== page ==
Next, I lifted the carburetors and air box out of the way for good access to the valve covers.
First, I remove the air-box cover, carb horns, air filter, and, in my case, the Uni pre-filter (which works great, by-the-way; I didn’t have to change any jetting or adjustments for this item). The pre-filter greatly extends main filter life. Look how dirty it was.
Next, my goal was to lift the two carburetors and air box out of the way as a unit without disconnecting cables. The unit can be lifted, pivoting on the cables entering the front of the air box and then bungee-strapped as an assembly, to the handle bars.
Here’s how I did it: I disconnected the air box drain tube (under left side). I disconnected the fuel line that leads to the carbs at the joint on the left side (now exposed with the left tank removed). I removed the triangular covers on both sides of the lower air box.
I could have probably removed only the right side triangular cover, but removing both gave me more access and allowed me to more easily see what I was doing. The carbs connect to the intake manifold through two large holes in the bottom of the air box. Each air box hole is lined with a grommet that fits tightly over the respective manifold allowing the manifold to extend into the air box.
Here you can see the side access, and the fuel line, and the idle adjustment coming out of the bottom of the box. You can also see plenty of Big Bend Texas dirt road dust.
A separate grommet connects each carb to each manifold. This grommet has two hose clamps. The upper clamps the grommet to the carb. The lower one clamps the grommet to the manifold.
Reaching in through the right side triangular hole (with a 6mm hex driver), I loosened the two lower clamps. I then lifted the carbs and lower air box off the manifolds. The grommets fit snugly so I carefully worked them loose until I could lift the box and carbs. The air-box grommets fit snugly too. Once loose, I lifted the whole assembly forward and bungeed it to the handle bars. The idle adjustment cable will also remained attached. I just cleared the cable and idle adjustment knob so it could follow the assembly as I raised it.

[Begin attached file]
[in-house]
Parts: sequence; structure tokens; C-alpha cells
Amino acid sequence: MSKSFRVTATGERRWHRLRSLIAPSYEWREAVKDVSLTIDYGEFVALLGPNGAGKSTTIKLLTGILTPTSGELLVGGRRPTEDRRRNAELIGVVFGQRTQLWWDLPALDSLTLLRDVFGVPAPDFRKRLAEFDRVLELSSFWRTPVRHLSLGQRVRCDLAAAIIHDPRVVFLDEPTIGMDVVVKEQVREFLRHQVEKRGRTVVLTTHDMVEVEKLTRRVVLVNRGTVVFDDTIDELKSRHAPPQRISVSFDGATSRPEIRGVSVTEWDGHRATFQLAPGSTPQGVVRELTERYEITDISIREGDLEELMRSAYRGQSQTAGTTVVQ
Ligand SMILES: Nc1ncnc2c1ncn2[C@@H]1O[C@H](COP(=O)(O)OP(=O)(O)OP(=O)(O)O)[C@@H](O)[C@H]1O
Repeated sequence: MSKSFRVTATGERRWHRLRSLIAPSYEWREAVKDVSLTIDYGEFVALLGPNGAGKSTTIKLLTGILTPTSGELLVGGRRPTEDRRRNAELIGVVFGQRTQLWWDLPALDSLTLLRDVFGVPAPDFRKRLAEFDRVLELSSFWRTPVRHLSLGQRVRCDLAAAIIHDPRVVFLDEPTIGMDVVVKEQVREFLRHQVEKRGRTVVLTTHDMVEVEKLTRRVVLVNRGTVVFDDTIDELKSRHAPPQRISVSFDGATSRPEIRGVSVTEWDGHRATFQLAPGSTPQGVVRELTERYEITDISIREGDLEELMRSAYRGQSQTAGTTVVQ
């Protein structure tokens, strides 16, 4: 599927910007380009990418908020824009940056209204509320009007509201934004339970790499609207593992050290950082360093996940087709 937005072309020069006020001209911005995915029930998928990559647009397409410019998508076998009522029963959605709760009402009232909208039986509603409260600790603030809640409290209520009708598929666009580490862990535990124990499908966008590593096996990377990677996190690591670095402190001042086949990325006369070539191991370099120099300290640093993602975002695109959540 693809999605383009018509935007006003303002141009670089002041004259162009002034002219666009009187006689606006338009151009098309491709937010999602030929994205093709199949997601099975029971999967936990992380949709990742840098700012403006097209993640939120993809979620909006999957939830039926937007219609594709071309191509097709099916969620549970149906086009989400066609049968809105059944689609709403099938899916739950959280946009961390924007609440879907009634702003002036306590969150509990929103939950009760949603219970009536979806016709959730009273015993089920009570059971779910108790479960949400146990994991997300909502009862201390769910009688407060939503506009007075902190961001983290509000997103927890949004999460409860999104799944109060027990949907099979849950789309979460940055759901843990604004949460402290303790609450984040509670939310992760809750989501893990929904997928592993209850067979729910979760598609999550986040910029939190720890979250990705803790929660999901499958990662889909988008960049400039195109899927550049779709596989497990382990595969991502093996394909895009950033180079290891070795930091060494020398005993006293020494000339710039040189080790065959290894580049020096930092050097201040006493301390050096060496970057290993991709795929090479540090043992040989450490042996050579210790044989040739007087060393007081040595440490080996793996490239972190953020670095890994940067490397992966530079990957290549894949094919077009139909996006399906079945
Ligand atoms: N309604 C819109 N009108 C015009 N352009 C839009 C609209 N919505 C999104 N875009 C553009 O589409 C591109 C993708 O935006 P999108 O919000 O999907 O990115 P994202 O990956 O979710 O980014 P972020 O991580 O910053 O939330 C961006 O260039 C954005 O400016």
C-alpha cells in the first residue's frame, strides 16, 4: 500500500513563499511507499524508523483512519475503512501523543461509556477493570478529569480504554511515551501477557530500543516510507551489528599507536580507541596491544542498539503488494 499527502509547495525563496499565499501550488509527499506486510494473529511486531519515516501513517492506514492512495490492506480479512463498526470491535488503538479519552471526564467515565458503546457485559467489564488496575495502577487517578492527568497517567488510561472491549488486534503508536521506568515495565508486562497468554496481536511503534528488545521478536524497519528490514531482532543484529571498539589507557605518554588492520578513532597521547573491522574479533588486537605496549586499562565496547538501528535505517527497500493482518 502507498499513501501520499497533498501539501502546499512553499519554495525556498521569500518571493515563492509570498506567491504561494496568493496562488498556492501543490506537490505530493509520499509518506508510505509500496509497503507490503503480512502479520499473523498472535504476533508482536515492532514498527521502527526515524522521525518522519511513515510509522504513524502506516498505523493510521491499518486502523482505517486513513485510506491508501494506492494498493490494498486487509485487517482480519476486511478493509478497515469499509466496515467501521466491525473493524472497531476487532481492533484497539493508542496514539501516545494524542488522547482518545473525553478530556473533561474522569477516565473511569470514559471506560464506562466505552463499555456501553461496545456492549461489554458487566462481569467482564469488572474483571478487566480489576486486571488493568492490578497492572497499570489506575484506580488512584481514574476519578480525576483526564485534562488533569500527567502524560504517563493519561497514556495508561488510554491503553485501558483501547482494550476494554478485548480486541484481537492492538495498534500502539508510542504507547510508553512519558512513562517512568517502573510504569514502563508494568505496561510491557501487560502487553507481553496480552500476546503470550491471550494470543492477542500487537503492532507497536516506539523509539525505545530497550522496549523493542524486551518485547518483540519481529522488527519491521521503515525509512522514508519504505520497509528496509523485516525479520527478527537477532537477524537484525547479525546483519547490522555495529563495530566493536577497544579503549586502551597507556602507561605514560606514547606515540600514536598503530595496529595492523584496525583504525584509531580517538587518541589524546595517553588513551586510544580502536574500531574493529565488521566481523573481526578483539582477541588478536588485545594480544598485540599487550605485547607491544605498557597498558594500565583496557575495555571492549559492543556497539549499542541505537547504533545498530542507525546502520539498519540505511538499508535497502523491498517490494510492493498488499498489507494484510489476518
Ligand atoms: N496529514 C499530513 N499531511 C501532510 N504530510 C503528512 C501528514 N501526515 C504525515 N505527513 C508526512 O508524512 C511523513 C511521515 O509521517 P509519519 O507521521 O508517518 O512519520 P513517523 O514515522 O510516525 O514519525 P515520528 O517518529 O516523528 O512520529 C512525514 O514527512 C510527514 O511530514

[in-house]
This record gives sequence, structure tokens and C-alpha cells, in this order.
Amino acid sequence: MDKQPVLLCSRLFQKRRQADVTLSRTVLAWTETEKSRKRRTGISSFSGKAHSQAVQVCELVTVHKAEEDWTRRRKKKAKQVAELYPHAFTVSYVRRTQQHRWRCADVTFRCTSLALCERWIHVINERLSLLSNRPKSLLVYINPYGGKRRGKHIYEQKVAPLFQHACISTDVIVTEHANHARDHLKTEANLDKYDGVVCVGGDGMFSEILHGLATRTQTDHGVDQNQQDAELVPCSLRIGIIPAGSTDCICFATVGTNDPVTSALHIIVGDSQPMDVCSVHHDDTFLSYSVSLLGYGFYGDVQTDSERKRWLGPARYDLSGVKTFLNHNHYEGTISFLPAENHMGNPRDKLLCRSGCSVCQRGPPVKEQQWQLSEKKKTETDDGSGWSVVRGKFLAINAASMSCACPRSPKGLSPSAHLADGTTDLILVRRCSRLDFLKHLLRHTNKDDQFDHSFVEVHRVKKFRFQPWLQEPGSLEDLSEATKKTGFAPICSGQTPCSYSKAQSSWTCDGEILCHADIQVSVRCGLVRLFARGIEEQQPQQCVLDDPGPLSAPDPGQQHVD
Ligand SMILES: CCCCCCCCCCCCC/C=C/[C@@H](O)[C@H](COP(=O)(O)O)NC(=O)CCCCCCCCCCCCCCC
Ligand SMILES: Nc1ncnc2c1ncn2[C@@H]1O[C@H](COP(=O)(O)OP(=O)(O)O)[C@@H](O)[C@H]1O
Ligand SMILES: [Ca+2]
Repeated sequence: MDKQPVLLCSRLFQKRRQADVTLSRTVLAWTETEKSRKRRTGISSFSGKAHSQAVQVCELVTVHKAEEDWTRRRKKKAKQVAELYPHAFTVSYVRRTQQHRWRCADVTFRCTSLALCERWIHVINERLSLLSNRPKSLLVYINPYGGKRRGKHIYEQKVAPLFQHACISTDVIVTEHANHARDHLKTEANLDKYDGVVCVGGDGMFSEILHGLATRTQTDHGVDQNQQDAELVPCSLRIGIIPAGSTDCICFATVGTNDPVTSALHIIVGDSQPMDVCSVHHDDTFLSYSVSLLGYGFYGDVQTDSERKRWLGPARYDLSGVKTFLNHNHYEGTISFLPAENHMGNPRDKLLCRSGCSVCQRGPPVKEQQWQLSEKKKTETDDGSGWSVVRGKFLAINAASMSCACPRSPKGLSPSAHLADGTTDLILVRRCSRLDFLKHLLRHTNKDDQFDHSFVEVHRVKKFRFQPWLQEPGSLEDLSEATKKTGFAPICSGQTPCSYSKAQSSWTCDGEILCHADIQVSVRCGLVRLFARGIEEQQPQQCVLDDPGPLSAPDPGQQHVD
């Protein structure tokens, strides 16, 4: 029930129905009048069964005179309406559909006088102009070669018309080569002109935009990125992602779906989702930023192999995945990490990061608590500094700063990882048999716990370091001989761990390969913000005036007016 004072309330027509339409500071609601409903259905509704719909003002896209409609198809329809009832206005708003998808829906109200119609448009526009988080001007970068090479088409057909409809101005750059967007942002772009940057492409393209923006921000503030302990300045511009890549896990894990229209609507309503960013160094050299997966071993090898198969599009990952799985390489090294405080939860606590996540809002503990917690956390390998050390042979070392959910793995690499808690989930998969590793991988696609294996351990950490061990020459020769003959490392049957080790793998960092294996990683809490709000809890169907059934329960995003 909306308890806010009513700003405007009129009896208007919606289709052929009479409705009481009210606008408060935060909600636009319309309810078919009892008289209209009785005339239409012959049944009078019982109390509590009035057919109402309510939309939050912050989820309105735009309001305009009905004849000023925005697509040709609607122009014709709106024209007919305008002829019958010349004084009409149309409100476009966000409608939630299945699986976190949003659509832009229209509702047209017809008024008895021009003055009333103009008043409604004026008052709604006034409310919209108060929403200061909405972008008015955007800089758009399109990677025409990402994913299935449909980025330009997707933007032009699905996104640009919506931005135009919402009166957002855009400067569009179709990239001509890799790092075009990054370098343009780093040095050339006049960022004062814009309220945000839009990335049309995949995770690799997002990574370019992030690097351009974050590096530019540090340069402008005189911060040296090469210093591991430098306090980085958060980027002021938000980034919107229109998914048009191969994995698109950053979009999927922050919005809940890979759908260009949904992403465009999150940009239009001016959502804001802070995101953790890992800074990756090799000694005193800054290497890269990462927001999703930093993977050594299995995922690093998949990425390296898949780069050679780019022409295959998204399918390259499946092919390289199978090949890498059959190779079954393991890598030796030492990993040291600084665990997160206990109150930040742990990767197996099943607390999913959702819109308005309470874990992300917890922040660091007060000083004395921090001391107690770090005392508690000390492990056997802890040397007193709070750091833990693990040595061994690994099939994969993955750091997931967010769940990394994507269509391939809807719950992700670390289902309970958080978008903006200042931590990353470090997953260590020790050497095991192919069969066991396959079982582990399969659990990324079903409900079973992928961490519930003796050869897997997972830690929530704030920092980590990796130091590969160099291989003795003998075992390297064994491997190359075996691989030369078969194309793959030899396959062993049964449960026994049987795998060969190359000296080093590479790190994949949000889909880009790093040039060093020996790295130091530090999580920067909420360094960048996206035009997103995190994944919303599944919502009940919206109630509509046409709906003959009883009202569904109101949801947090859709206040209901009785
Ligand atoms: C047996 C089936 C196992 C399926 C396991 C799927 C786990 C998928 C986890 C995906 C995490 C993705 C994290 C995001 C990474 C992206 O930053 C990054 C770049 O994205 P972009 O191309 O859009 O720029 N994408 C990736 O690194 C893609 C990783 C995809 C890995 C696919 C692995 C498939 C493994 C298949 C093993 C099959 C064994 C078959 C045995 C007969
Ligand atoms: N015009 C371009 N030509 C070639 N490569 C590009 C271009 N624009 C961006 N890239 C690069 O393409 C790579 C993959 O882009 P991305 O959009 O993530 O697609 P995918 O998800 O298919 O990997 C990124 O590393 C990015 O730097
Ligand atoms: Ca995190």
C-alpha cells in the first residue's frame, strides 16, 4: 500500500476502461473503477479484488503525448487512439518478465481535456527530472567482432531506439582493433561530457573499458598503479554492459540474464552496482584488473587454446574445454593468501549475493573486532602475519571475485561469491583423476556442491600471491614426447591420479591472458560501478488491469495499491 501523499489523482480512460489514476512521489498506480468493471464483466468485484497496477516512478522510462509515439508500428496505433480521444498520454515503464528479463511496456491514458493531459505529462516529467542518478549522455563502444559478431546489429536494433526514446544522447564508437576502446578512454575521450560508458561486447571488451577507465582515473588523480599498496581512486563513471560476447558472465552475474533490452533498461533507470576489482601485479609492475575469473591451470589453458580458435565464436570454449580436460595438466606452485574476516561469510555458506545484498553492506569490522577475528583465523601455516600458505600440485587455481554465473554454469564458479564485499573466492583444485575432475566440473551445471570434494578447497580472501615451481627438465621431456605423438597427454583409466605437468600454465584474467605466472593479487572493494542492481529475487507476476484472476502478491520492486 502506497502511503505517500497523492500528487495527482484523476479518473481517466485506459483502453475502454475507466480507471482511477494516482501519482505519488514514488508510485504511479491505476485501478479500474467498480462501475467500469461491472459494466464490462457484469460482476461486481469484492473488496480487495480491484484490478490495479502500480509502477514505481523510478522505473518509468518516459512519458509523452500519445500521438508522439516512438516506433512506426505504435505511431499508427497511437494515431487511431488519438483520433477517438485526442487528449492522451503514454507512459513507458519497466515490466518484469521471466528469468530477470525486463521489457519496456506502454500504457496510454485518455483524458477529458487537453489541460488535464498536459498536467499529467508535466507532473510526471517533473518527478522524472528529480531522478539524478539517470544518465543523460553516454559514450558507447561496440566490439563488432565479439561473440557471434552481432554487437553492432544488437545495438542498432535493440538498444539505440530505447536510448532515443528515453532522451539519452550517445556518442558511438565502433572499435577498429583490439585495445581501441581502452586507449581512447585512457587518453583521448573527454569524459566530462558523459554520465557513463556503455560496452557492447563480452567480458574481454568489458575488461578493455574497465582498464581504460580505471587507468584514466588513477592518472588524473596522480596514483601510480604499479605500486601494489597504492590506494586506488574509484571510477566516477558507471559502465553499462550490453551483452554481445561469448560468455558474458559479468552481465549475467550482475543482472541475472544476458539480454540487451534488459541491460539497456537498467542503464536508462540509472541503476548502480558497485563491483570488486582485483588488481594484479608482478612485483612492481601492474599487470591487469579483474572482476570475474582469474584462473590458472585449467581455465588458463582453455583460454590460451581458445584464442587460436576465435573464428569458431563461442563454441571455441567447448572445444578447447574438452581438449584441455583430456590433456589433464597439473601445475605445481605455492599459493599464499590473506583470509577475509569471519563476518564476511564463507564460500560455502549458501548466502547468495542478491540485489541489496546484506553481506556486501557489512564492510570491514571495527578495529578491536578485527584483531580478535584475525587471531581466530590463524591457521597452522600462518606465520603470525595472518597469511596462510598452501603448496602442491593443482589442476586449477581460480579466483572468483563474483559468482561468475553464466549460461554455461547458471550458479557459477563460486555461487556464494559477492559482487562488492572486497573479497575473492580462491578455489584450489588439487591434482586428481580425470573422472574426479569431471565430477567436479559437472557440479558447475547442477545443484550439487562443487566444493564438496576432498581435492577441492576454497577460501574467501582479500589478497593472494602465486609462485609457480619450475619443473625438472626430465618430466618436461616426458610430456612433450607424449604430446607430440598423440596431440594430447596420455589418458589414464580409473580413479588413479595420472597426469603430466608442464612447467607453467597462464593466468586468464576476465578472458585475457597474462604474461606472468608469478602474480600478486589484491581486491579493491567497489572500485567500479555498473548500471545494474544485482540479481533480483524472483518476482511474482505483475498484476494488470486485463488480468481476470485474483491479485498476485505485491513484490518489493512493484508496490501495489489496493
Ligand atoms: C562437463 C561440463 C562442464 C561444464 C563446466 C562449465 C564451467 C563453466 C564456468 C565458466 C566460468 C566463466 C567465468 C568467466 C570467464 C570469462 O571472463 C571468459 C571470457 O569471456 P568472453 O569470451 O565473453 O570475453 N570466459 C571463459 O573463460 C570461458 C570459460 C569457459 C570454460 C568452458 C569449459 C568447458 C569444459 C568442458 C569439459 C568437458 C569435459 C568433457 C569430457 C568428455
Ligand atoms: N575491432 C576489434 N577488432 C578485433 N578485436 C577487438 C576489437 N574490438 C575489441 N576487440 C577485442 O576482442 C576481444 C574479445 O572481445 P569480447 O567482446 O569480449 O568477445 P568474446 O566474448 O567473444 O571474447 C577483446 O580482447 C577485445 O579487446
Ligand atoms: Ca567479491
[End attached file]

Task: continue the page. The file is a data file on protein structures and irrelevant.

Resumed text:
I stuff rags into the intake manifolds to keep them clean. Engine holes are dirt and tool magnets. I covered the manifold intakes with rags to keep them clean and to elude Murphy’s Law which clearly states, whenever there is an opening into a critical component, you WILL drop something into that opening. Here’s a picture before I blocked the openings.
I found all of the carb/air box parts were very sturdy including all of the carburetor connections. I didn’t find any of this work difficult. It does take some time. Rushing work like this is a bad thing anyway.
Next, following the manual and my notes, I remove the two oil line connections from the front valve cover and removed the spark plug coil electrical connectors. Then I pulled out the ignition coils. These coils are a pressure fit. They do not screw or lock in place. They simply pull out. However, they are plastic and were in tight enough that I worried that my pulling and wiggling might break them. They finally came loose with some gentle twisting. Then, I removed the spark plugs using the tool from the on-board kit.